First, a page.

When it comes to gauging the characteristics of care settings – whether the location is at home or in a residential placement – the answers to a variety of key questions should be carefully noted and examined. Are the dignity and rights of those being cared for fully acknowledged across age, gender, ethnicity, faith and disability? How significant, germane and measurable are the criteria used for appraising the worth of support being made available? How effectively do professional staff self-evaluate the execution of their duties? Are relatives and caregivers asked for their views prior to reports being written and circulated?
Of course, in certain circumstances, potentially controversial queries may be justifiably raised. For instance, why are the persons in receipt of care, or carers, not always being offered opportunities to give their own assessments of reports or submit objections – as a basis for further discussion and reflection – prior to final submissions by providers? If apt, it is important to acknowledge the chasm which can exist between ‘institutionalised care’ settings and integrated community support services.
Regardless of familial, communal or residential situations, it can be strongly argued that relatives and carers should be given key roles in commenting on the overall benefits of what is available. In truth, they may feel a responsibility to identify potential weaknesses or elements of inadequate procedures within prevailing settings. In doing so, they will be seeking to ensure that their loved ones are not being subjected to adverse conditions. Their objectives should underline the merits and potency of enhancing environmental factors and of promoting high standards in personal and social wellbeing. Joint aims and a sense of togetherness can go far in establishing irrefutable progress.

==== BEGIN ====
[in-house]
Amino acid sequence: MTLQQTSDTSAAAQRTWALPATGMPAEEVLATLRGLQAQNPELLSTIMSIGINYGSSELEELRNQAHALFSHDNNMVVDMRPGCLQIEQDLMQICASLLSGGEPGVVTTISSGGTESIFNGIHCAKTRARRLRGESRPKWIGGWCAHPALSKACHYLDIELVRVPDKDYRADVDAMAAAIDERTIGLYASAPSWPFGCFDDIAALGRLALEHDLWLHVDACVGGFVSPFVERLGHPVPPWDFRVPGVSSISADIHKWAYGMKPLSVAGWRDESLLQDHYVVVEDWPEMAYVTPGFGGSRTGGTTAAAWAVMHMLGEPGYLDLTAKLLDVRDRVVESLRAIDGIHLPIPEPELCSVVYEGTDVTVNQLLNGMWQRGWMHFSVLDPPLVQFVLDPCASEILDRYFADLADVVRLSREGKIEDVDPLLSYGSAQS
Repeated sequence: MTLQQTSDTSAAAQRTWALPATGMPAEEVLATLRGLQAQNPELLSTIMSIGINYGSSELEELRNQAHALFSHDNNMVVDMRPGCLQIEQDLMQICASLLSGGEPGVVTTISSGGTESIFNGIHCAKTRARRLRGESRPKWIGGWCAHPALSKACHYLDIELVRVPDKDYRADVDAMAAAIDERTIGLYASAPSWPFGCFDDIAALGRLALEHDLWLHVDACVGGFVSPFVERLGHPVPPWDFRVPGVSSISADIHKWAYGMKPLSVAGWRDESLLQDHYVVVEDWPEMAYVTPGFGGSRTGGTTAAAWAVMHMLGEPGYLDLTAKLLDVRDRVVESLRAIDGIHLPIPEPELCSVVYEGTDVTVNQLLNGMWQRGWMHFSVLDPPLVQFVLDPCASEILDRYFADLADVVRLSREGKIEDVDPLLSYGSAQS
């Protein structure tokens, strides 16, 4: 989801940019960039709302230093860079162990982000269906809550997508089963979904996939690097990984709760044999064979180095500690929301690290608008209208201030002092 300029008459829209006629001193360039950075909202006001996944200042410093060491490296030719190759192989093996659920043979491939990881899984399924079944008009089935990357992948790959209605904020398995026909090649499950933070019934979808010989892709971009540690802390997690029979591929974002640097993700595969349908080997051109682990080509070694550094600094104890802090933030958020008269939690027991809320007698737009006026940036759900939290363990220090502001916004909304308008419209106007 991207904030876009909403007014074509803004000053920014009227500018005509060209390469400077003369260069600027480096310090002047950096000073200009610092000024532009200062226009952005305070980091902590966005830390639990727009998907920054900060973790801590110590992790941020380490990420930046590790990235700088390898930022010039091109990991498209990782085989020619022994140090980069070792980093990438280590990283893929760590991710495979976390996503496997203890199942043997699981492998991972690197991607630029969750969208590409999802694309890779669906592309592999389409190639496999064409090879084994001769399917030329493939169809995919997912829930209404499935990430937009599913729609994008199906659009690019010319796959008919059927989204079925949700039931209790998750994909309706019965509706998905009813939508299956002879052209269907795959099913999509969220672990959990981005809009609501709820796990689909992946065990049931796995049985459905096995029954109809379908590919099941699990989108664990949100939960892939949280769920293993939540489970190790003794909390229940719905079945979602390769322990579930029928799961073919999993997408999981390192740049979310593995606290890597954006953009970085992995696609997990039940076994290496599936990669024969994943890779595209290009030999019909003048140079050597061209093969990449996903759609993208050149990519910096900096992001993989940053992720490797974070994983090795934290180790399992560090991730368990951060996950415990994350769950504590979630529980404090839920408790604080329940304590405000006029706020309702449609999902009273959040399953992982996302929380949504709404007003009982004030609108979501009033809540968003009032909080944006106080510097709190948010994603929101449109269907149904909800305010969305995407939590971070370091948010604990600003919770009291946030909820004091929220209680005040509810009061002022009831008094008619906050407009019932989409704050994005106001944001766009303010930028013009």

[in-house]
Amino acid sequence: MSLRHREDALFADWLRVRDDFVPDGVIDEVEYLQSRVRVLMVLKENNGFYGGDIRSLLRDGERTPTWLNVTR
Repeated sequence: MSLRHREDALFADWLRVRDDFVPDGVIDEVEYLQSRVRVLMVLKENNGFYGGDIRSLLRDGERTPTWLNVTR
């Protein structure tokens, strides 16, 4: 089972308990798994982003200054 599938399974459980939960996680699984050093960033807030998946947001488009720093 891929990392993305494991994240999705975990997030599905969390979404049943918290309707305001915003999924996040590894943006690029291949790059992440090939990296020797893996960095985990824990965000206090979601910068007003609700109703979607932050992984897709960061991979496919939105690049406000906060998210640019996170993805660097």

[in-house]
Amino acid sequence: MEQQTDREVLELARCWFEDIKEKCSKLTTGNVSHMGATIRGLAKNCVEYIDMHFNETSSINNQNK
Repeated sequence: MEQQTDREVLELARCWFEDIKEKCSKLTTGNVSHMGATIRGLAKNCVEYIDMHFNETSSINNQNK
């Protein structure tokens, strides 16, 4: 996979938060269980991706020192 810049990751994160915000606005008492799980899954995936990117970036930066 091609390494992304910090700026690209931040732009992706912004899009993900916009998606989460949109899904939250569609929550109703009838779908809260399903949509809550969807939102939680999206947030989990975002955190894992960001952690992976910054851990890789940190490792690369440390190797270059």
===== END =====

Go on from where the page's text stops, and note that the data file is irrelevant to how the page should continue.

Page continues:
In summary, caregivers are generally closer to those for whom they are responsible than professionals who may only visit for short sessions or on an irregular basis. Additionally, those who require care and support have to be shown respect and be involved when planning is being devised. Their contributions such as offering alternatives to being kept indoors, or in bed, for lengthy periods can be insightful. They often need greater agency and participation in decision-making and to be allowed to make suggestions relating to activities, tactics and therapeutic interventions.
Towards more inclusive and collaborative practices